The Leonard Pearlstein Gallery is committed to exhibiting novel and experimental art in all contemporary mediums including digital, video, sculpture, photography, graphics, and fashion design. Recently relocated to a larger space in the Westphal College of Media Arts & Design's renovated URBN Annex the Pearlstein Gallery has over 3,500 square feet and invites the public to enjoy our exhibits free of charge.
Location & Hours
URBN Center Annex, 3401 Filbert Street
Philadelphia, PA 19104
Tuesday – Sunday, 11am-6pm
Bill Walton: Artist to Artist
11/16/14 ‐ Galleries: Two sculptors are given their due
11/08/14 ‐ a little to see, a lot to like
10/17/14 ‐ Gallery honors late artist Bill Walton
09/15/14 ‐ Drexel Exhibits Works by Beloved Late Philadelphia Artist Bill Walton, Shared by Fellow Artists
Splice dance program
09/23/14 ‐ Fringe Festival: Leah Stein's "Splice" Site-specific dance: transformative for all ages
09/22/14 ‐ Leah Stein Dance Company's "Splice"
09/18/14 ‐ Roller Coaster-Like Sculpture at Drexel Inspires Leah Stein Dance Company's Fringe Festival Performance
09/05/14 ‐ FringeArts: World Premiere of Splice Site-Specific Performance at Leonard Pearlstein Gallery, Drexel University
09/03/14 ‐ Convergence: Jeremy Holmes challenges elemental forces at Leonard Pearlstein Gallery
08/12/14 ‐ Philadelphia Inquirer covers convergence installation at Drexel University
08/06/14 ‐ Jeremy Holmes: The lure of lumber
08/05/14 ‐ Art aplenty in August
07/21/14 ‐ Installation Artist Jeremy Holmes Makes Philadelphia Debut with his Largest Abstract Wood Sculpture Yet
The Leonard Pearlstein Gallery will be closed from Saturday, December 6th until January 13th for the holidays.
Chiakaia Booker: Are We There Yet?
January 13th 9 – March 8th
Opening Reception: January 15th from 5-7 PM with artist gallery talk at 5:30PM
The Leonard Pearlstein Gallery will open its winter exhibition of interdisciplinary artist Chakaia Bookers work on January 13, 2015. Are We There Yet?, featuring Bookers complex assemblage sculptures of discarded tires, will run through March 8, with an opening reception and artists gallery talk on January 15 at 5:30pm in the Gallery (3401 Filbert Street). Booker will return to Drexel to give a more detailed slide lecture about her work info TBA.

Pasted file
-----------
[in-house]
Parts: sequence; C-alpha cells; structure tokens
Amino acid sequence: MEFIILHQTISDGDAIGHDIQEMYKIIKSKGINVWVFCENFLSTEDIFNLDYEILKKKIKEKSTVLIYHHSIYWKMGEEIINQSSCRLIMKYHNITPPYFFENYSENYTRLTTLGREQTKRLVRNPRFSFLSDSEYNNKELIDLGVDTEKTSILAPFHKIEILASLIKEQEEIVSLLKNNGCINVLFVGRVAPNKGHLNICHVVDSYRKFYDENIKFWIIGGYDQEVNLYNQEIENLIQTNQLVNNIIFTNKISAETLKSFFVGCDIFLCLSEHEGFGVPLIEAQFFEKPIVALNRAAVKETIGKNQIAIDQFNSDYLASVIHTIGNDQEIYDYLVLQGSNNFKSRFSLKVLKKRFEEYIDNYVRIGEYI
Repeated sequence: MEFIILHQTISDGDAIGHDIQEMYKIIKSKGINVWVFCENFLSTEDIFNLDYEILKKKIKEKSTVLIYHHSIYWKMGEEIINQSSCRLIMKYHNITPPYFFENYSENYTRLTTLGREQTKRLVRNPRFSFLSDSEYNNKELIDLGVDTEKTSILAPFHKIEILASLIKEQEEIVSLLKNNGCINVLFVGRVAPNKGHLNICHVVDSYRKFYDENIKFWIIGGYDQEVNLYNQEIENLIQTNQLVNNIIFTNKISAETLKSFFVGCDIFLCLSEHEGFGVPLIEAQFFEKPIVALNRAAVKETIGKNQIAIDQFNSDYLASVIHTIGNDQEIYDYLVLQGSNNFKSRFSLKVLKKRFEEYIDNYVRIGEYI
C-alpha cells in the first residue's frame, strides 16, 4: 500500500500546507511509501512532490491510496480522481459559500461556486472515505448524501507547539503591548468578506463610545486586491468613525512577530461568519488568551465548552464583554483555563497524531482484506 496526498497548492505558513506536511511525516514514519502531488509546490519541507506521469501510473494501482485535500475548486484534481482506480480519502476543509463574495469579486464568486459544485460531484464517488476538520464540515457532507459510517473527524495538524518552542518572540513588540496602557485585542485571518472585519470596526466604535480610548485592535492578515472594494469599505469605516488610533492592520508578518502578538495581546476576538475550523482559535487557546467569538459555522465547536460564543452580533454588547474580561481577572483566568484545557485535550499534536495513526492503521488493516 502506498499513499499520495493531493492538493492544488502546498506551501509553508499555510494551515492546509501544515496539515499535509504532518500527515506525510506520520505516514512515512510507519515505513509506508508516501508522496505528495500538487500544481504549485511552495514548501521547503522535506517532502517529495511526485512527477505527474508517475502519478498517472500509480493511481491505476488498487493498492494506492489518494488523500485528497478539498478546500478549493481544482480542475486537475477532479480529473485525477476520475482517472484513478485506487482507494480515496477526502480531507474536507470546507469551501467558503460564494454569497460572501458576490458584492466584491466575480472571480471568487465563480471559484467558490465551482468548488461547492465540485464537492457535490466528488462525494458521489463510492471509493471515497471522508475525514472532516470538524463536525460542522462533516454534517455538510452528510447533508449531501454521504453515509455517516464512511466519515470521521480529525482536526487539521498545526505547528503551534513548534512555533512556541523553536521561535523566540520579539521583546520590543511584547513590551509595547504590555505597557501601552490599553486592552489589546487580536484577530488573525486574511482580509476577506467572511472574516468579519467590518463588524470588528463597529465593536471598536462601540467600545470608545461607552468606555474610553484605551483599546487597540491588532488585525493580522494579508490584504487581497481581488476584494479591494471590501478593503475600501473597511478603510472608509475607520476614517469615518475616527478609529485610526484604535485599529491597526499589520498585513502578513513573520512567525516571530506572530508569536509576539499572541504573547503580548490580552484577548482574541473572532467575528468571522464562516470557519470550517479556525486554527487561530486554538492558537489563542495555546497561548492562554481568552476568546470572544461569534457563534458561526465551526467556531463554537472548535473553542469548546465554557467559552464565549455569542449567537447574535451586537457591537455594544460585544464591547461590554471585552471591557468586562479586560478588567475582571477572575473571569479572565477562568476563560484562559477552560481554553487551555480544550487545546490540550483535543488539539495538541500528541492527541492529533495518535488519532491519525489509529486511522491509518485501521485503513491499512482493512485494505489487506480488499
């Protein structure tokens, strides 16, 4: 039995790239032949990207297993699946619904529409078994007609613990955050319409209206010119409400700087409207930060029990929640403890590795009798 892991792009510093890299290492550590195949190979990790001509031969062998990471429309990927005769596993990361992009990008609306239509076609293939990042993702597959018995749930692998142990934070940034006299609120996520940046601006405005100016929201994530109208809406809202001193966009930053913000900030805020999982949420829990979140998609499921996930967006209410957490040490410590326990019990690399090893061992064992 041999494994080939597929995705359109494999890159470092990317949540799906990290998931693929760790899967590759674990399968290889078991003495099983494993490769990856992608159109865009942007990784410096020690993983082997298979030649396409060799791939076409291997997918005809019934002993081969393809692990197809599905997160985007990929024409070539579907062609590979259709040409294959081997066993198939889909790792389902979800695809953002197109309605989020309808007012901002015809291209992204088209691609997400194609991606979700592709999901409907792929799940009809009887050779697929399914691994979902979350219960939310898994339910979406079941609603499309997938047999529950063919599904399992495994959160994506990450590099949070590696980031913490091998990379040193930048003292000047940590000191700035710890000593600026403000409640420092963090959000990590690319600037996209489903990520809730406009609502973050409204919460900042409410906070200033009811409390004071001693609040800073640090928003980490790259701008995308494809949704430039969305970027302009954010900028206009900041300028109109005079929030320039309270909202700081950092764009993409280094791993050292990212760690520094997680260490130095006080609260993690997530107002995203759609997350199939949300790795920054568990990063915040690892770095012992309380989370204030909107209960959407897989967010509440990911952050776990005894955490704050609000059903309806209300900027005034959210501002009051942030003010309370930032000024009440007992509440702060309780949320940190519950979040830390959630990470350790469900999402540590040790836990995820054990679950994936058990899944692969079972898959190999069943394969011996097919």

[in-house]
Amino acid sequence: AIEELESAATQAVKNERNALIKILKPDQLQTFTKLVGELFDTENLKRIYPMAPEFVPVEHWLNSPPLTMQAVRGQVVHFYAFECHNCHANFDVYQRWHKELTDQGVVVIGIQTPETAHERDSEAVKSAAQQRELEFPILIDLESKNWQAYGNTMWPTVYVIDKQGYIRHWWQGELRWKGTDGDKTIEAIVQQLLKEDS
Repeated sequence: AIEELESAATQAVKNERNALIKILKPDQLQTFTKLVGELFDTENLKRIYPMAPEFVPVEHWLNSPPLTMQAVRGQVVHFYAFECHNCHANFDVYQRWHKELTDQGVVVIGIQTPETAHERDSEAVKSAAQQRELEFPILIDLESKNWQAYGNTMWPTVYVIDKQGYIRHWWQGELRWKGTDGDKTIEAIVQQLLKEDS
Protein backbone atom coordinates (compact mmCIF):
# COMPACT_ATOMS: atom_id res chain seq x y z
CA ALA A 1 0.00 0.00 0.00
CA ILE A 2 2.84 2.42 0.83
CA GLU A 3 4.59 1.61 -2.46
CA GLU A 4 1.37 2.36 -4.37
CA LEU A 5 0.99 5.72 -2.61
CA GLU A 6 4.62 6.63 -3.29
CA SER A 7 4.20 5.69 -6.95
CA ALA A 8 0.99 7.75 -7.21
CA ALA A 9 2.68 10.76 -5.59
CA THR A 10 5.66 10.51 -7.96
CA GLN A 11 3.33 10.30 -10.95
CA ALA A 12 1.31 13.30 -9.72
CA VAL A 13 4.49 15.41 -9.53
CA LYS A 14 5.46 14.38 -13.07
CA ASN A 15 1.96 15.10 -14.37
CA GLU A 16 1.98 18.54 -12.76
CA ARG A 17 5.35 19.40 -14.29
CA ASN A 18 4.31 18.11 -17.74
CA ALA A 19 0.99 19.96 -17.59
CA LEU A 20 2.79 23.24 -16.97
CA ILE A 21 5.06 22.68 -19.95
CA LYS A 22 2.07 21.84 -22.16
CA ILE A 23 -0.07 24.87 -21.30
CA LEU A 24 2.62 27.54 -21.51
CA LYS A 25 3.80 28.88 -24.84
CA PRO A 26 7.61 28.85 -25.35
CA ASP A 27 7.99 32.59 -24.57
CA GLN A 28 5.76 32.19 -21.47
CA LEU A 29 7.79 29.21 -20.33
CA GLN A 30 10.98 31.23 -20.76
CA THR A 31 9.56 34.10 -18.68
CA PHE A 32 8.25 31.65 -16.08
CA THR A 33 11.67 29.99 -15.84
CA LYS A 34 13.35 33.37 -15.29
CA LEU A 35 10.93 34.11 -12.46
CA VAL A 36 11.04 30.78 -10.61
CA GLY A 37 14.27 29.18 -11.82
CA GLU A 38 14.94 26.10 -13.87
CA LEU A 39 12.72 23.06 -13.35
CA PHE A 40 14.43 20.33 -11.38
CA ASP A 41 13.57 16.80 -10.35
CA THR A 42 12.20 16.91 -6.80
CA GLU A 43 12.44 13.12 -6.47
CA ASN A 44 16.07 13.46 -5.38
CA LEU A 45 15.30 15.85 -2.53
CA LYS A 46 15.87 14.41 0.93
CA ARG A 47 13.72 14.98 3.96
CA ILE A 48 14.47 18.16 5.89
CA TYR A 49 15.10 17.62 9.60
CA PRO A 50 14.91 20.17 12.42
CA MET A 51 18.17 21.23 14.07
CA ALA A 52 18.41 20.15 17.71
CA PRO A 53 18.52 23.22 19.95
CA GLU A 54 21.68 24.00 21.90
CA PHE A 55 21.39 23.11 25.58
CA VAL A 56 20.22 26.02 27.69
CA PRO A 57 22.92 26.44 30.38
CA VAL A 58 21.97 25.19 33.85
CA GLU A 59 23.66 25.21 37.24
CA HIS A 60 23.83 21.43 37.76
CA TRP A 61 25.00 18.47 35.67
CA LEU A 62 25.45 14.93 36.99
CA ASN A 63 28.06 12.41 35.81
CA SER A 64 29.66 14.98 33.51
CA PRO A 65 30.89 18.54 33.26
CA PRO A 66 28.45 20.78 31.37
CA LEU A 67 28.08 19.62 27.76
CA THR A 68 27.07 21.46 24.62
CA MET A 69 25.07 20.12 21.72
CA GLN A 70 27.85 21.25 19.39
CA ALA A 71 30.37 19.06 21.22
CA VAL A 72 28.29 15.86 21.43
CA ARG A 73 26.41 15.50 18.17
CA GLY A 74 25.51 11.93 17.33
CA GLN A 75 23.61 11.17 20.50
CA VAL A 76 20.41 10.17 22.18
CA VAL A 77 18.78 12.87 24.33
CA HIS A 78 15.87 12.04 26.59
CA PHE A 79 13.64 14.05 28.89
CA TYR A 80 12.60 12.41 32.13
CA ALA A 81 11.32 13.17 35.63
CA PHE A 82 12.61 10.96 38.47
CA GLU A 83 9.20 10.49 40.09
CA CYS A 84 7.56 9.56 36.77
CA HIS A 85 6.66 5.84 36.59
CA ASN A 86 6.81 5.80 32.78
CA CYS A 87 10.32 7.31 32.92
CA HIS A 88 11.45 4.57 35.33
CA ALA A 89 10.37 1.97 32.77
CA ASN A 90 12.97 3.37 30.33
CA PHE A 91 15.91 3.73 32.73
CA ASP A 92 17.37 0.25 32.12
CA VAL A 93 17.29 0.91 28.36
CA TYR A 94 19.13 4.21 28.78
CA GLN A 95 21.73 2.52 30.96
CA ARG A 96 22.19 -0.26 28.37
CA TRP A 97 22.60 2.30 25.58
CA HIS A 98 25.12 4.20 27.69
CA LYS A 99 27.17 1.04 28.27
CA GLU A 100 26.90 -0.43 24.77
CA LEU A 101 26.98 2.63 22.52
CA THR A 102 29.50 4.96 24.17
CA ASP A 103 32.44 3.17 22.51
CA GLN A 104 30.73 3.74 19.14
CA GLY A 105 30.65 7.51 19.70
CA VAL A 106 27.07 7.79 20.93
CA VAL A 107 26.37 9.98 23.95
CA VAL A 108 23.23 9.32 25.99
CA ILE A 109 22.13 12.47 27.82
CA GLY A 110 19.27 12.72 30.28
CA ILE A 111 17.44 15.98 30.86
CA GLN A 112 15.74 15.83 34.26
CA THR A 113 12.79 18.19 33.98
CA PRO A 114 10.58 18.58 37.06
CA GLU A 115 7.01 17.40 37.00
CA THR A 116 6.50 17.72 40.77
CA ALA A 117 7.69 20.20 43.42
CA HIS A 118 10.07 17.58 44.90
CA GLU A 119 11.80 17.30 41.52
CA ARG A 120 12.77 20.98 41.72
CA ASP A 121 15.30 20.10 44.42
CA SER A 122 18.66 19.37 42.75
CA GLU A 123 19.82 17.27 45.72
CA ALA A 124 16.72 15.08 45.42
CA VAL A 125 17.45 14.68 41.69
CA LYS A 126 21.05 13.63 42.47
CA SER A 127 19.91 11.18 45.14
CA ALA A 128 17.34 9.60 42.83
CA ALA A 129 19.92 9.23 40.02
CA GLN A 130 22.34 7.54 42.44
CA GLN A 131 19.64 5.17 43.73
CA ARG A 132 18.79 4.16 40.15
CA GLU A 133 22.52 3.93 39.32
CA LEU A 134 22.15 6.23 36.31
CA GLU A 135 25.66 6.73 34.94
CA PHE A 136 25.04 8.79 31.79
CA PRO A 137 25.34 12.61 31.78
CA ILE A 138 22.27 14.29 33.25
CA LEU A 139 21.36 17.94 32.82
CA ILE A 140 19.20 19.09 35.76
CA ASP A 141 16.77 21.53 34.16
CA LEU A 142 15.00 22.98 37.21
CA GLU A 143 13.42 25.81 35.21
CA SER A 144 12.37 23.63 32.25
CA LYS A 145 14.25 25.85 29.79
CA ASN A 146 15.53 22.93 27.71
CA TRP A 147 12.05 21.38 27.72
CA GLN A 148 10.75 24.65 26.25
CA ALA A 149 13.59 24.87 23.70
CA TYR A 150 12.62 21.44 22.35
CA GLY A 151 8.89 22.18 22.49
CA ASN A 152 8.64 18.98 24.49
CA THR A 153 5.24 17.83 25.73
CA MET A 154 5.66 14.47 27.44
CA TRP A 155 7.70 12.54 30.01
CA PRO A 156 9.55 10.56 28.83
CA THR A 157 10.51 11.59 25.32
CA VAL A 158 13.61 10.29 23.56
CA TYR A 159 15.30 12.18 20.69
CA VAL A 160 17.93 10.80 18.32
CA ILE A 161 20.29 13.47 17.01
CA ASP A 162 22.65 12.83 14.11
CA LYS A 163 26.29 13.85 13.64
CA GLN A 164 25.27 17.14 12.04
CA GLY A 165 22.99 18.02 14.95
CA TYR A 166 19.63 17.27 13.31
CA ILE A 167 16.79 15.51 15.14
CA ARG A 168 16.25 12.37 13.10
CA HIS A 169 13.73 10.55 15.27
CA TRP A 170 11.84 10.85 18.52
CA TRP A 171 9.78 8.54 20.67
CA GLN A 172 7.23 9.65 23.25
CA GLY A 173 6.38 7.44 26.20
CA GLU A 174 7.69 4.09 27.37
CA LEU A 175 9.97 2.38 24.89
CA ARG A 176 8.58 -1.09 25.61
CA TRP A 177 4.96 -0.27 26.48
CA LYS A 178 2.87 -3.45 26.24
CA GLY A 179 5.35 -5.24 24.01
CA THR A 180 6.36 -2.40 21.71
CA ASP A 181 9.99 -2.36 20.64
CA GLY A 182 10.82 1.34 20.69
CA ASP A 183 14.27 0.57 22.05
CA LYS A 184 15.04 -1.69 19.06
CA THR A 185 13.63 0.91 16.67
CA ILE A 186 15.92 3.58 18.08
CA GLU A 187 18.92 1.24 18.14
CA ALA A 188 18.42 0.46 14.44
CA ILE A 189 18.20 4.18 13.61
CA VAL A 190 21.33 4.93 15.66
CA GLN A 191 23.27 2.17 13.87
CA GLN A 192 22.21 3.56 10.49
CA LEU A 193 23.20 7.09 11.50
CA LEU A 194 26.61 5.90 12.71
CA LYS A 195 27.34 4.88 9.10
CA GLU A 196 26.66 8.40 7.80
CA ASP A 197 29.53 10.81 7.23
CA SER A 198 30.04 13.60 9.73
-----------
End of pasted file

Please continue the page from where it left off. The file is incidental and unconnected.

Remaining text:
Booker fuses ecological concerns with explorations of racial and economic difference, globalization, and feminism. She addresses these issues through visual metaphor, utilizing both abstract and recognizable elements that draw from the contemporary landscape, including graffiti and those ubiquitous discarded tires by the side of the road. But her works are deeper and more mysterious than these obvious references. They are powerful images that command attention, at once fanciful and solemn. Her works stand as testimony to arts transformative impact, pushing us to ask significant questions about the world around us, said J. Susan Isaacs, curator of the show and Professor of Art History and Curator of the Department of Art Galleries at Towson University, where the exhibition originated.
An artist who fuses formal training with life experience, Booker received a BA in sociology from Rutgers University in 1976 and an MFA from the City College of New York in 1993. She gained international acclaim at the 2000 Whitney Biennial with Its So Hard to Be Green, her 12.5 x 21 foot wall-hung tire sculpture. Booker is a recipient of the Pollock-Krasner Grant and a Guggenheim Fellowship, and she has exhibited in group and solo exhibitions nationally and internationally. Her works are in numerous public collections including at The Metropolitan Museum of Art; New Orleans Museum of Art; The Studio Museum, Harlem, NY; Queens Museum of Art, Queens, NY; Neuberger Museum of Art, Purchase, NY; Laumeier Sculpture Park and Museum, St. Louis, MO; Storm King Art Center, Mountainville, NY; Newark Museum, NJ; Bronx Museum of Art, NYC; and the Birmingham Museum of Art, AL.
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West Main 111, Bill Walton from the collection of Larry Spaid
BILL WALTON; artist to artist
October 9 – December 5
Philadelphia artist Bill Walton died in early 2010. As an artist, teacher and friend he left behind a dedicated group of fellow artists. This exhibit consists solely of his work that was given, traded, or, in some cases bequeathed, to those artists.
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